Vinyl – The 2017 Holiday Gift Guide

Recommendations for the music-lover in your life from the 52-albums covered on the TFT Podcast (plus some we couldn’t resist including.) All on warm, clear, bespoke, artisanal, farm-to-table vinyl.

The Theory for Turntables Podcast covers 52 albums a year,  evenly split between new releases and a chronological tour through the great pop, indie, punk, and rap albums of the past. Here are some of our recommended purchases for the vinyl-lover in your life, featuring our  favorite albums of 2017, our favorites from our historical tour of the peak 90s (1992-1997), and a few thematic gift bundles that prove that two or three records are always better than one. – Ryan Sheely

TFT’s Favorite Records of 2017

Run the Jewels, Run the Jewels 3

Technically, Run the Jewels 3 was surprise-released on Christmas Eve 2016, but the vinyl didn’t come out until the scheduled release date in January 2017. Beyond that small technicality, this album defined the sound and feeling of early 2017 for me, which was filled with equal parts uncertainty, rage, defiance, and triumph. This is easily Killer Mike and El-P’s best and most consistent album to date (although I’m sure my tune will change when RTJ 4 inevitably drops). Grab this gold vinyl, put it on your turntable, and stand with your gun and fist at the ready. – Ryan Sheely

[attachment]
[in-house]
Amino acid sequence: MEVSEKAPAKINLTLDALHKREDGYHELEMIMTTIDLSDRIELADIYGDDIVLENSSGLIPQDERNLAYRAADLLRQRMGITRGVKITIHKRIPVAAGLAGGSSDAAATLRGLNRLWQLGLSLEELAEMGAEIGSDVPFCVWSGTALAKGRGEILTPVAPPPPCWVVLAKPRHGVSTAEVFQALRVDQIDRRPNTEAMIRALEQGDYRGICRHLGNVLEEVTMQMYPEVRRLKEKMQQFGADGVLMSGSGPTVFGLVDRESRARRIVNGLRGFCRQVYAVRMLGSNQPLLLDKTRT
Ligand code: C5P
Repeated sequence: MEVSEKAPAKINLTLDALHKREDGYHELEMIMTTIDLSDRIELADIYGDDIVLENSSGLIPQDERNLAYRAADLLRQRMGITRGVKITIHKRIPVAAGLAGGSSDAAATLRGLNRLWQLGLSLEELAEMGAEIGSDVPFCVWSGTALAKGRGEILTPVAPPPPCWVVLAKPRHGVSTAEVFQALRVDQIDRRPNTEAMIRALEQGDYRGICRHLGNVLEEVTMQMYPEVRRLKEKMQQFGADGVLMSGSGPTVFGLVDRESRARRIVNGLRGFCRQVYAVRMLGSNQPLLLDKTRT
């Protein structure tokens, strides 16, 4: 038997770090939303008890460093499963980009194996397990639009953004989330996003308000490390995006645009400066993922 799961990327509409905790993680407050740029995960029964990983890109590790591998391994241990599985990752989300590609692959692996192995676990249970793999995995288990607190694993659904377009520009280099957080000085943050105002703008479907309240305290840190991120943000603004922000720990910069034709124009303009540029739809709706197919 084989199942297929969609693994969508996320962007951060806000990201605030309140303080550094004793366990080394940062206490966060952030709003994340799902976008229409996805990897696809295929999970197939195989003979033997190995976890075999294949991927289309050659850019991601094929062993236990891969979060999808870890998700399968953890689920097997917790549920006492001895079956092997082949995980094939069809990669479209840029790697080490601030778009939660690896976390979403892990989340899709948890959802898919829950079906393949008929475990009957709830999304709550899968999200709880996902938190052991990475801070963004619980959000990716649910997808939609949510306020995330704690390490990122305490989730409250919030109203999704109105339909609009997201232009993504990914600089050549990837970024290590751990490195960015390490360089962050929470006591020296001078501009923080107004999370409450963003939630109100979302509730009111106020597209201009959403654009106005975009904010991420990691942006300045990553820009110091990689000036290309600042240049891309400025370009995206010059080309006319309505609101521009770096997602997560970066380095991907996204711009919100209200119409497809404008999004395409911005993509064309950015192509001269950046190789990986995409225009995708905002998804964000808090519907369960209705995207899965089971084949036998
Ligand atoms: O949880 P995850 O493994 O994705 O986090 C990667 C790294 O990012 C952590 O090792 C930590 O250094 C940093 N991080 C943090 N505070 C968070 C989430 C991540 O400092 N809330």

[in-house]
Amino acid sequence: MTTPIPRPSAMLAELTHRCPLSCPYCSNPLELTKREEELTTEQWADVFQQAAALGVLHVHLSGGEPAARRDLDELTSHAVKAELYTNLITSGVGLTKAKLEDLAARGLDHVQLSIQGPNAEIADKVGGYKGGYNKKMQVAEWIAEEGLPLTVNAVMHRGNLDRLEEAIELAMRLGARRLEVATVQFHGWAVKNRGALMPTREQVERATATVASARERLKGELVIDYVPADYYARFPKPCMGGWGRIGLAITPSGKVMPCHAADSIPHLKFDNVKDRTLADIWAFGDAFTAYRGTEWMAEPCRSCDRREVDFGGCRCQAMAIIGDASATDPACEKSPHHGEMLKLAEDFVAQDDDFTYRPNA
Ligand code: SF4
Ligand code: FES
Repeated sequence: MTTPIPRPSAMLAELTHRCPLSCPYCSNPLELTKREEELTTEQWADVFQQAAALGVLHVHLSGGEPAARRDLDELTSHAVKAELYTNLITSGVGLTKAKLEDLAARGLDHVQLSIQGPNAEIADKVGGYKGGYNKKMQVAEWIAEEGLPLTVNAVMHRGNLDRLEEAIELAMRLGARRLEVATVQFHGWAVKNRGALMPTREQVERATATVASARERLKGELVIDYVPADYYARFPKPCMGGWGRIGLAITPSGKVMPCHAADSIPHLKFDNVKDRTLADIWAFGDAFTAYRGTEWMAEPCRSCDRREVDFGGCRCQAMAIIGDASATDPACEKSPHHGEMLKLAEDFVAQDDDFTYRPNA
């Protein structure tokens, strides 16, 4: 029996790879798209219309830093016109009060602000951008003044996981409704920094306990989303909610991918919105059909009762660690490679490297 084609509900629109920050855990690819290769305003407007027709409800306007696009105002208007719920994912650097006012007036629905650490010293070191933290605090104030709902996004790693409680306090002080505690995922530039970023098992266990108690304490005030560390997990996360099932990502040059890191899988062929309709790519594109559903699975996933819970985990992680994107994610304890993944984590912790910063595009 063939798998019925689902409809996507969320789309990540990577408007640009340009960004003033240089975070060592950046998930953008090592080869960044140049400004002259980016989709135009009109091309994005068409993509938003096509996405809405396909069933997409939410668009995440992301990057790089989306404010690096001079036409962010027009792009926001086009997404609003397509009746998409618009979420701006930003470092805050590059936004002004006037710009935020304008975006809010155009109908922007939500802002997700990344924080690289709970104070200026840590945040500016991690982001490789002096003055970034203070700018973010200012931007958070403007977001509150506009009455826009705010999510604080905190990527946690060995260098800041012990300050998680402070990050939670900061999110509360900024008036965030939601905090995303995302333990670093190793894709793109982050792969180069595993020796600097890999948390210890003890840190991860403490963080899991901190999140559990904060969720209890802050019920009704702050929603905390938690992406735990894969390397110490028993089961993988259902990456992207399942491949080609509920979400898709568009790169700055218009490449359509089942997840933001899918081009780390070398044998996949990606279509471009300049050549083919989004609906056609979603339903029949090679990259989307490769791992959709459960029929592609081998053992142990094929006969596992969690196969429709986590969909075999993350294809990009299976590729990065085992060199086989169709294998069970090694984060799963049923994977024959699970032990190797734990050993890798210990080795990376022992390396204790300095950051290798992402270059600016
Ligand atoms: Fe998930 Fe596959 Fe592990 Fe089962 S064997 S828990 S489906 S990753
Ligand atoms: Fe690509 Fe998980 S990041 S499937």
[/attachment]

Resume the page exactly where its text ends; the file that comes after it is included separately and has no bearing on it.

Run The Jewels 3

Priests, Nothing Feels Natural

After the November 2016 presidential election, some writers speculated that one possible silver lining might be a bumper crop of great new protest music, citing both the folk movement of the 60s and the rise of punk and hardcore during the Reagan/Thatcher eras of the early 80s as times when political turmoil combined with youth culture to produce era-defining songs and albums.